Blue Underside Revealed

Camille Seaman Photography, copyright 2010

Glacier week seemed to start last Friday for me when Camille Seaman was featured on the TED Blog.  Both Camille and James Balog make it clear that the tipping point for icebergs is past.  The glowing, crystalline packs of frozen water will be saved in photographs and video for our archives, but most likely not for our planet. The giants are melting and flowing into the ocean at unprecedented rates.  So then I think, how CAN the polar bears be saved? Are massive ice blowers being built?  Dr. Steven Amstrup says that with carbon emission mitigation and other shifts in management, there is still hope for the bears and other ice animals.  Right, so stay in the moment, plan for the 6th mass extinction, keep hope alive,…

By Susan van Gelder/ Flickr creative commons

Back to the movie: The Extreme Ice Survey capturing time-lapse evidence of rapid change indicates that 150 million people may be displaced due to sea level rise. All of what I am sharing seems less than positive, yet I found the story and the footage to be motivating; James Balog is yet another “lone hero” shining light on masses of matter to illuminate what the masses of humans need to do: cut emissions and industrial, havoc-wreaking activities in exchange for renewable energies and naturalizing systems.  I am already part of the choir, how to inspire more closet cooperative visionaries to sing louder and truer? Will a red alert account like this begin to melt policy maker resistance to embrace 350 ppm (carbon) or less?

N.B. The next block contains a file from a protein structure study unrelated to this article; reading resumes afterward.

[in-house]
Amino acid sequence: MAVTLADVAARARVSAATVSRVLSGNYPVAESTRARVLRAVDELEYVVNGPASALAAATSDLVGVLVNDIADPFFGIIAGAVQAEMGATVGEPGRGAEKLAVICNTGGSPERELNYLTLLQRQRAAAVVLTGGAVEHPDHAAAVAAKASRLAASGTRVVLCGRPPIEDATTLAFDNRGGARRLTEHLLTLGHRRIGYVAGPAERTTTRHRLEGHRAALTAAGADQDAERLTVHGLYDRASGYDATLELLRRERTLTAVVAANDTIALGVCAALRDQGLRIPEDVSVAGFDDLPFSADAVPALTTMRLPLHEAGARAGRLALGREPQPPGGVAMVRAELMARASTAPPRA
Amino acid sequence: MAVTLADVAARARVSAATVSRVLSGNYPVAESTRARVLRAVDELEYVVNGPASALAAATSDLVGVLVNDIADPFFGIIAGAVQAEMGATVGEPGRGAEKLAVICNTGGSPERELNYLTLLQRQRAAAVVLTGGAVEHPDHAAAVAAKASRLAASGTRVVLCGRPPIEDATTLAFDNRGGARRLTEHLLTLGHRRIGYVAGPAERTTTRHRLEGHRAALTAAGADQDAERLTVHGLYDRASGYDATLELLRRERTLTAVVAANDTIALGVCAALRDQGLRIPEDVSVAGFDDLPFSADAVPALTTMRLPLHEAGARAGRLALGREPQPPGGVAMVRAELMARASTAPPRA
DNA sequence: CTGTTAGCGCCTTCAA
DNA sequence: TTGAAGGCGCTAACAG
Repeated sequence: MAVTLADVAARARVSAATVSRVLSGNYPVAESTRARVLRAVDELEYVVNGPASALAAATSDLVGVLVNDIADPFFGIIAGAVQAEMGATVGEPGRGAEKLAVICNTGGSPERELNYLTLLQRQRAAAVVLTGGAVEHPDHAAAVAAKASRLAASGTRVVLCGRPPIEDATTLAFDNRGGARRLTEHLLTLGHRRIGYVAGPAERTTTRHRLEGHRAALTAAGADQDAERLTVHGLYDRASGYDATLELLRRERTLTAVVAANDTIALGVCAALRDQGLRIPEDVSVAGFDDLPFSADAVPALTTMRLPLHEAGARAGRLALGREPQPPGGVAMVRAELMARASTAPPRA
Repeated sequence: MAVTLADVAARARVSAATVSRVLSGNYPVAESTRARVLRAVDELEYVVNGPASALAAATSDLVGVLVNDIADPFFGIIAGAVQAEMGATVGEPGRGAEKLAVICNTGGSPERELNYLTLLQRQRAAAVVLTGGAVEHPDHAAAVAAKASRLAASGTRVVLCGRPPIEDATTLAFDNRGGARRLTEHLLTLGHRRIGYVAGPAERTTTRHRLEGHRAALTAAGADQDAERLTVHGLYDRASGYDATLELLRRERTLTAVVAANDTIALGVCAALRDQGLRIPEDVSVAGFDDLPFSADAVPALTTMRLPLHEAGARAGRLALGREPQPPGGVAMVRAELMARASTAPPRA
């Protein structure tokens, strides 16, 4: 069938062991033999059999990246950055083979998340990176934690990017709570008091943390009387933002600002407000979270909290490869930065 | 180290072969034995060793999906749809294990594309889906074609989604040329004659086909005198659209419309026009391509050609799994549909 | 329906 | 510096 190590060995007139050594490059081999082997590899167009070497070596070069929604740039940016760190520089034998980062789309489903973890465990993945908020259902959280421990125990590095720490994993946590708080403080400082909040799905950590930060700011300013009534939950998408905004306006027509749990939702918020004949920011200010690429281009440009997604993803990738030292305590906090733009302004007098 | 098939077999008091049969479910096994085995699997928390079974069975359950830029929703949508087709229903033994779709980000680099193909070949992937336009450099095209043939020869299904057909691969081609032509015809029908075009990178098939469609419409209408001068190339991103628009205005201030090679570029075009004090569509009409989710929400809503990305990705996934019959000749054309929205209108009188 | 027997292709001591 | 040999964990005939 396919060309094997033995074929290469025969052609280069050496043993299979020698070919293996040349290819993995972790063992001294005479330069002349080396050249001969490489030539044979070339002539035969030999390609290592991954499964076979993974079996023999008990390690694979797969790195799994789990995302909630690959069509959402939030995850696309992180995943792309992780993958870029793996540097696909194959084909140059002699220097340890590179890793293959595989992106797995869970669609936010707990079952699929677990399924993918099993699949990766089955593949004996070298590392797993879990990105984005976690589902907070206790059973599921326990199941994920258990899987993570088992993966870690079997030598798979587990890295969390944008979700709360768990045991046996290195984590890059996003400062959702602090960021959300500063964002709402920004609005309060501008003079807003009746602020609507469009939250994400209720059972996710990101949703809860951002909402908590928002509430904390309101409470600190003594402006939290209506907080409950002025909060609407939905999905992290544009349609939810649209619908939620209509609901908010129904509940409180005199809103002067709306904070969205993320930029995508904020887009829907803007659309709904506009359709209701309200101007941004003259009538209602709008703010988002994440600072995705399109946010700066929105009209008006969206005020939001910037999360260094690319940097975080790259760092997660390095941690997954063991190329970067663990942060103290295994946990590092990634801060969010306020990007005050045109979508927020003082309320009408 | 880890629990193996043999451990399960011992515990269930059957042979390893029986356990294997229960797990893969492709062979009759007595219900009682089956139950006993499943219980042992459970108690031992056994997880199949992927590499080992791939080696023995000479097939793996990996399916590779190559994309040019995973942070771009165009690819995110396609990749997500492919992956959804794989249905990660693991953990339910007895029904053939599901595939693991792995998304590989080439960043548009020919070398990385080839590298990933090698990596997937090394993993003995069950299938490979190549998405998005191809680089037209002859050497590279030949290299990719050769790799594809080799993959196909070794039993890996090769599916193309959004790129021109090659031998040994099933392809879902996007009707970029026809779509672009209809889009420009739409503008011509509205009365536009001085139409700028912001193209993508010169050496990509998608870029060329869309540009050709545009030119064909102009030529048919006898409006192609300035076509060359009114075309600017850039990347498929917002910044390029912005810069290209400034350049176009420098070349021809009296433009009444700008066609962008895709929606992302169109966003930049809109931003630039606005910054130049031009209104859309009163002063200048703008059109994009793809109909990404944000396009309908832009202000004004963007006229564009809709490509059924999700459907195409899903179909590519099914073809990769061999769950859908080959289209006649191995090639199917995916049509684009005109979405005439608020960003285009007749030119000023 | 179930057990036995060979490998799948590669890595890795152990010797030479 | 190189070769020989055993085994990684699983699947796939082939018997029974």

Curling up this late evening with a book and escaping is not possible after I witnessed the most beautiful horror of black holes in the ice caused by dust, coal, and other accumulations of anthropogenic stuff that absorbs heat and radiates through the sheaths of solid turning liquid. Tonight I am going to stay with this feeling of even smaller smallness in wonder at geological time.  I never feel large like a mountain or an old tree, yet I look at them and feel their stability.  They change in color, offer seasons, but I like that they stay put like architectural ancestors. Watching the ice calving off in colossal towers dwarfed every mundane facet and illusion of “reality.”  Some things instantly expand your mind in reverse proportion to your perception of your physical size.

The latest work by Argentine architect, artist, and MIT resident Tomás Saraceno

I said to a friend, to lighten things up, “We’ll just make room for the 150 million people on the continents.”  And, then again, there is this playground made almost entirely of air.  According to the article, “A future iteration of On Space Time Foam will make the project’s concern with the environment more apparent, when it travels to the Maldives as a ‘floating biosphere […] made habitable with solar panels and desalinated water,’ a reaction to the environmental destruction the islands face as a result of climate change.”  (side note: The Island President is another epic film that entertains, educates, slaps you to wake up.) Will people live in floating biospheres?

Will we finally grow buildings underwater?

Biorock concept design by Wolf Hilbertz and colleagues

How long until artificial gills are available at REI?  Can oil rigs that have caused so much damage transform into futuristic cities for biodiveristy above and below the surface?

Lower Reef by PreserveReefs.org, copyright 2010

Sea level rise is not a childhood frolic. I commend Romain Vakilitabar for tackling this topic, the humanitarian side, in his book, Matteo’s Day Off: A Story of Rising Seas.  He is seeking a publisher with large distribution and will offer all proceeds from sales to support an organization that addresses this complex issue.  At Making Waves 2012 we discussed his desire to find a good fit and the potential for his creativity to support LSS reef restoration. That would be fabulous.  If you know of a large distributor or another organization that has broad promoting power, please contact him.